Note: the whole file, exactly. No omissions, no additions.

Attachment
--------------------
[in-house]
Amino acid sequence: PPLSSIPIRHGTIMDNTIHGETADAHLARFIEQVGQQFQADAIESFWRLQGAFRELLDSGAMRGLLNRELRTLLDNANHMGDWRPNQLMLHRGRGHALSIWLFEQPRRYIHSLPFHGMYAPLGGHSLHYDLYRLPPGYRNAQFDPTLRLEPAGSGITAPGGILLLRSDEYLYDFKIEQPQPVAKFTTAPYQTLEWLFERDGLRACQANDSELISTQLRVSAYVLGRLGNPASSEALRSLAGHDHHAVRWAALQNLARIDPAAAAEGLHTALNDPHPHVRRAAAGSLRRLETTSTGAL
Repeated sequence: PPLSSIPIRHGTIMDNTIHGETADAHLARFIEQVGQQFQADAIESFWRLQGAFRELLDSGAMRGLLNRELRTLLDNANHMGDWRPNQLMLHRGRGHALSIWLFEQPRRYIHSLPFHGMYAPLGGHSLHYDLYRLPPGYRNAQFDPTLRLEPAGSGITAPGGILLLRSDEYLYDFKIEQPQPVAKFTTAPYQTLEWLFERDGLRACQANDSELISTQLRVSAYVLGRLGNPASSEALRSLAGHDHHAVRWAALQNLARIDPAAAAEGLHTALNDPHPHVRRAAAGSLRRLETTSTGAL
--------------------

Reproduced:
[in-house]
Amino acid sequence: PPLSSIPIRHGTIMDNTIHGETADAHLARFIEQVGQQFQADAIESFWRLQGAFRELLDSGAMRGLLNRELRTLLDNANHMGDWRPNQLMLHRGRGHALSIWLFEQPRRYIHSLPFHGMYAPLGGHSLHYDLYRLPPGYRNAQFDPTLRLEPAGSGITAPGGILLLRSDEYLYDFKIEQPQPVAKFTTAPYQTLEWLFERDGLRACQANDSELISTQLRVSAYVLGRLGNPASSEALRSLAGHDHHAVRWAALQNLARIDPAAAAEGLHTALNDPHPHVRRAAAGSLRRLETTSTGAL
Repeated sequence: PPLSSIPIRHGTIMDNTIHGETADAHLARFIEQVGQQFQADAIESFWRLQGAFRELLDSGAMRGLLNRELRTLLDNANHMGDWRPNQLMLHRGRGHALSIWLFEQPRRYIHSLPFHGMYAPLGGHSLHYDLYRLPPGYRNAQFDPTLRLEPAGSGITAPGGILLLRSDEYLYDFKIEQPQPVAKFTTAPYQTLEWLFERDGLRACQANDSELISTQLRVSAYVLGRLGNPASSEALRSLAGHDHHAVRWAALQNLARIDPAAAAEGLHTALNDPHPHVRRAAAGSLRRLETTSTGAL